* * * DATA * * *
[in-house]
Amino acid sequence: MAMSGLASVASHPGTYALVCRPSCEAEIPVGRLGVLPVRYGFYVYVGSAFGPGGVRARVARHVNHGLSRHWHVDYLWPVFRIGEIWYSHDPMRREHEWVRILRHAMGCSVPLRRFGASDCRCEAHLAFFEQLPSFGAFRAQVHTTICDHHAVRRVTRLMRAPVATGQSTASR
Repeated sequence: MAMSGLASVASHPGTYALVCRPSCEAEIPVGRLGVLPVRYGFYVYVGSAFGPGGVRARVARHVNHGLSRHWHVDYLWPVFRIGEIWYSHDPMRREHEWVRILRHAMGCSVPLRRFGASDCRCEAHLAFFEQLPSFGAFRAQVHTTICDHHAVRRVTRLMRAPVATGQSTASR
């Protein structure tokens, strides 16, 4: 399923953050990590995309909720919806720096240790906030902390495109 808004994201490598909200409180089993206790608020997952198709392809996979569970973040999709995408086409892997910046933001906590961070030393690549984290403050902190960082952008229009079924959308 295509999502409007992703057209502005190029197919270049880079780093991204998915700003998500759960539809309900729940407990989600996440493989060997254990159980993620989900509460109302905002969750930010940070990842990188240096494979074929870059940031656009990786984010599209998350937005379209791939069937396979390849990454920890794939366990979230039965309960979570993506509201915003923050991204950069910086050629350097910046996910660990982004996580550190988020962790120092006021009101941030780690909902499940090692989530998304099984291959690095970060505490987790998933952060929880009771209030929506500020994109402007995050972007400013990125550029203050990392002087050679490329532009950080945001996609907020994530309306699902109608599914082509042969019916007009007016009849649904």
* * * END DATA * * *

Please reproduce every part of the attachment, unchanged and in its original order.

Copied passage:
[in-house]
Amino acid sequence: MAMSGLASVASHPGTYALVCRPSCEAEIPVGRLGVLPVRYGFYVYVGSAFGPGGVRARVARHVNHGLSRHWHVDYLWPVFRIGEIWYSHDPMRREHEWVRILRHAMGCSVPLRRFGASDCRCEAHLAFFEQLPSFGAFRAQVHTTICDHHAVRRVTRLMRAPVATGQSTASR
Repeated sequence: MAMSGLASVASHPGTYALVCRPSCEAEIPVGRLGVLPVRYGFYVYVGSAFGPGGVRARVARHVNHGLSRHWHVDYLWPVFRIGEIWYSHDPMRREHEWVRILRHAMGCSVPLRRFGASDCRCEAHLAFFEQLPSFGAFRAQVHTTICDHHAVRRVTRLMRAPVATGQSTASR
């Protein structure tokens, strides 16, 4: 399923953050990590995309909720919806720096240790906030902390495109 808004994201490598909200409180089993206790608020997952198709392809996979569970973040999709995408086409892997910046933001906590961070030393690549984290403050902190960082952008229009079924959308 295509999502409007992703057209502005190029197919270049880079780093991204998915700003998500759960539809309900729940407990989600996440493989060997254990159980993620989900509460109302905002969750930010940070990842990188240096494979074929870059940031656009990786984010599209998350937005379209791939069937396979390849990454920890794939366990979230039965309960979570993506509201915003923050991204950069910086050629350097910046996910660990982004996580550190988020962790120092006021009101941030780690909902499940090692989530998304099984291959690095970060505490987790998933952060929880009771209030929506500020994109402007995050972007400013990125550029203050990392002087050679490329532009950080945001996609907020994530309306699902109608599914082509042969019916007009007016009849649904």